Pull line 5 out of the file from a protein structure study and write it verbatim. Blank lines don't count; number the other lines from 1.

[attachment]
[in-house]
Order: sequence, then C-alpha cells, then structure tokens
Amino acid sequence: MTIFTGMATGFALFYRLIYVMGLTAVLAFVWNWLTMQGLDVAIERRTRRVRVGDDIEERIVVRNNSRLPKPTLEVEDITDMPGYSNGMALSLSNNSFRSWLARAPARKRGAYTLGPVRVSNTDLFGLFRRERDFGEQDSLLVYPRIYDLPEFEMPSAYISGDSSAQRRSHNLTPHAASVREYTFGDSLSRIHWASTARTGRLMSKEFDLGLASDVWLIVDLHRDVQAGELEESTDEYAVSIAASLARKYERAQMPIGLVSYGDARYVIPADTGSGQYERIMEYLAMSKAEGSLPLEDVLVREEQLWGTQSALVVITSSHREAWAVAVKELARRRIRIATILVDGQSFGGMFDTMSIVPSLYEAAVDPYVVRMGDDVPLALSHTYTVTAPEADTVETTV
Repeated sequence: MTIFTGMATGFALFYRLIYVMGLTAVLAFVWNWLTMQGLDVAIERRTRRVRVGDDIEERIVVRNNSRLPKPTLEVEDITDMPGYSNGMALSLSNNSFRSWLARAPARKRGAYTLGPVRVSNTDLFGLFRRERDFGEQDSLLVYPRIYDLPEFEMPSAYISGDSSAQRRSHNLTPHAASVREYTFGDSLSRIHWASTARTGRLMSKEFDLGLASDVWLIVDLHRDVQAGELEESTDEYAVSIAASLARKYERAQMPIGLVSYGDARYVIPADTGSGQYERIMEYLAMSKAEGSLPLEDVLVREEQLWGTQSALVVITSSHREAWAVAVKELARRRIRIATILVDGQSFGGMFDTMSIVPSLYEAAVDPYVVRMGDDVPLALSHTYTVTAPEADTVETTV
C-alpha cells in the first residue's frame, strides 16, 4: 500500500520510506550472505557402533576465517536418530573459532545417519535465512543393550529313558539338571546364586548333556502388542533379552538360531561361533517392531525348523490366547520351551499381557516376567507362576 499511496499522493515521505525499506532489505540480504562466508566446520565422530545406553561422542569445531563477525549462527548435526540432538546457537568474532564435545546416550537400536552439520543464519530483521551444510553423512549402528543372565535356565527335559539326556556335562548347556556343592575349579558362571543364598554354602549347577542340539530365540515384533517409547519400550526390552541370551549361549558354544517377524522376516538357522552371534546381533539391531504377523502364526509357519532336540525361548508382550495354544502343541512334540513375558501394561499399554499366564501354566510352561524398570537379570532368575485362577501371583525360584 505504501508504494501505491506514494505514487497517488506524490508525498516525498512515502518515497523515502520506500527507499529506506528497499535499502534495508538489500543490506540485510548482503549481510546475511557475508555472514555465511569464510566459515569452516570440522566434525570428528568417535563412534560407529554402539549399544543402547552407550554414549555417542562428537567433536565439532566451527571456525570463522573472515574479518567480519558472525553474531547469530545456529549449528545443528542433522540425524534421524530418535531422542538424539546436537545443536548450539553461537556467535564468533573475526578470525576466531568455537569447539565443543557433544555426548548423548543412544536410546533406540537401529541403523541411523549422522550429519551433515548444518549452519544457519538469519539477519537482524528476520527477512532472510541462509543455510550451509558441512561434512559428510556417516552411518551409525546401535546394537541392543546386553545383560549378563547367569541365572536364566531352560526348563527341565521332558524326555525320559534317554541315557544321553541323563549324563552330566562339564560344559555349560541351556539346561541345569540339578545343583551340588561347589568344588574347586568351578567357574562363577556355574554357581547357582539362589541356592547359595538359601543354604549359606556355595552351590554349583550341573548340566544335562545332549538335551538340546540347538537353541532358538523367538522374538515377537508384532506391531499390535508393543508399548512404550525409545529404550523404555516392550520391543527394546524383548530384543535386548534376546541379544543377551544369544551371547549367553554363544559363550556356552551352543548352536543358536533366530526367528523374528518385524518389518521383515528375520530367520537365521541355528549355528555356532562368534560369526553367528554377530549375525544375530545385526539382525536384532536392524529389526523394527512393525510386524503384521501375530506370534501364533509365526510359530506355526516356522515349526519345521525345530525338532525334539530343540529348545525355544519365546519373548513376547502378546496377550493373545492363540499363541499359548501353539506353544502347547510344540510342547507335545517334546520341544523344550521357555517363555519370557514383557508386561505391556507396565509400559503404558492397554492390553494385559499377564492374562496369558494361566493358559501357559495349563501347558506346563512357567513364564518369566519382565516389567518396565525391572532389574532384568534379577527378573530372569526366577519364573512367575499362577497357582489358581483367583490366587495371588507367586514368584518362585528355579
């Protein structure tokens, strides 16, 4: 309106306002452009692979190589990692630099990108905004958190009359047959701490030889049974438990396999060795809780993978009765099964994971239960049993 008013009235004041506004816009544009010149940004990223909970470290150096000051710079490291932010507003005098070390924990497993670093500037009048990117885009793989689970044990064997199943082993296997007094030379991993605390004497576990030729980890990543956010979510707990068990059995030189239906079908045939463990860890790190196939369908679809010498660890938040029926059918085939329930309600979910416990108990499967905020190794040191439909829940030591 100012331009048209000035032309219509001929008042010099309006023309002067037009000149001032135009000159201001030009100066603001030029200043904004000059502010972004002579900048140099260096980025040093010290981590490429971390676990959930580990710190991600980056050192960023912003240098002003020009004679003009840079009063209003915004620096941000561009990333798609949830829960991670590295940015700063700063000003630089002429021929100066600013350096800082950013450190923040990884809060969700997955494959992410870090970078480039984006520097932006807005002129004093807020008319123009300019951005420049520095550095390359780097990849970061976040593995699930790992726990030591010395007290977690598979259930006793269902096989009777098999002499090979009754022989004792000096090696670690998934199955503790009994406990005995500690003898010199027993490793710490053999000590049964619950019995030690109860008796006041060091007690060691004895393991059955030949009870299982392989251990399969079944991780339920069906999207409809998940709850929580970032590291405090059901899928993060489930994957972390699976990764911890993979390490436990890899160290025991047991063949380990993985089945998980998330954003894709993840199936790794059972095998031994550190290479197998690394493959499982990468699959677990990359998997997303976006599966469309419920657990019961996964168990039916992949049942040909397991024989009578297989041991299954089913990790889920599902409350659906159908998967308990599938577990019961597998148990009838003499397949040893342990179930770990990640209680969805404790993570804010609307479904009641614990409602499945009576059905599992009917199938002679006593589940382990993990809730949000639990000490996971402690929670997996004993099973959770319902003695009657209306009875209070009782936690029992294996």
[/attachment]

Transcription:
C-alpha cells in the first residue's frame, strides 16, 4: 500500500520510506550472505557402533576465517536418530573459532545417519535465512543393550529313558539338571546364586548333556502388542533379552538360531561361533517392531525348523490366547520351551499381557516376567507362576 499511496499522493515521505525499506532489505540480504562466508566446520565422530545406553561422542569445531563477525549462527548435526540432538546457537568474532564435545546416550537400536552439520543464519530483521551444510553423512549402528543372565535356565527335559539326556556335562548347556556343592575349579558362571543364598554354602549347577542340539530365540515384533517409547519400550526390552541370551549361549558354544517377524522376516538357522552371534546381533539391531504377523502364526509357519532336540525361548508382550495354544502343541512334540513375558501394561499399554499366564501354566510352561524398570537379570532368575485362577501371583525360584 505504501508504494501505491506514494505514487497517488506524490508525498516525498512515502518515497523515502520506500527507499529506506528497499535499502534495508538489500543490506540485510548482503549481510546475511557475508555472514555465511569464510566459515569452516570440522566434525570428528568417535563412534560407529554402539549399544543402547552407550554414549555417542562428537567433536565439532566451527571456525570463522573472515574479518567480519558472525553474531547469530545456529549449528545443528542433522540425524534421524530418535531422542538424539546436537545443536548450539553461537556467535564468533573475526578470525576466531568455537569447539565443543557433544555426548548423548543412544536410546533406540537401529541403523541411523549422522550429519551433515548444518549452519544457519538469519539477519537482524528476520527477512532472510541462509543455510550451509558441512561434512559428510556417516552411518551409525546401535546394537541392543546386553545383560549378563547367569541365572536364566531352560526348563527341565521332558524326555525320559534317554541315557544321553541323563549324563552330566562339564560344559555349560541351556539346561541345569540339578545343583551340588561347589568344588574347586568351578567357574562363577556355574554357581547357582539362589541356592547359595538359601543354604549359606556355595552351590554349583550341573548340566544335562545332549538335551538340546540347538537353541532358538523367538522374538515377537508384532506391531499390535508393543508399548512404550525409545529404550523404555516392550520391543527394546524383548530384543535386548534376546541379544543377551544369544551371547549367553554363544559363550556356552551352543548352536543358536533366530526367528523374528518385524518389518521383515528375520530367520537365521541355528549355528555356532562368534560369526553367528554377530549375525544375530545385526539382525536384532536392524529389526523394527512393525510386524503384521501375530506370534501364533509365526510359530506355526516356522515349526519345521525345530525338532525334539530343540529348545525355544519365546519373548513376547502378546496377550493373545492363540499363541499359548501353539506353544502347547510344540510342547507335545517334546520341544523344550521357555517363555519370557514383557508386561505391556507396565509400559503404558492397554492390553494385559499377564492374562496369558494361566493358559501357559495349563501347558506346563512357567513364564518369566519382565516389567518396565525391572532389574532384568534379577527378573530372569526366577519364573512367575499362577497357582489358581483367583490366587495371588507367586514368584518362585528355579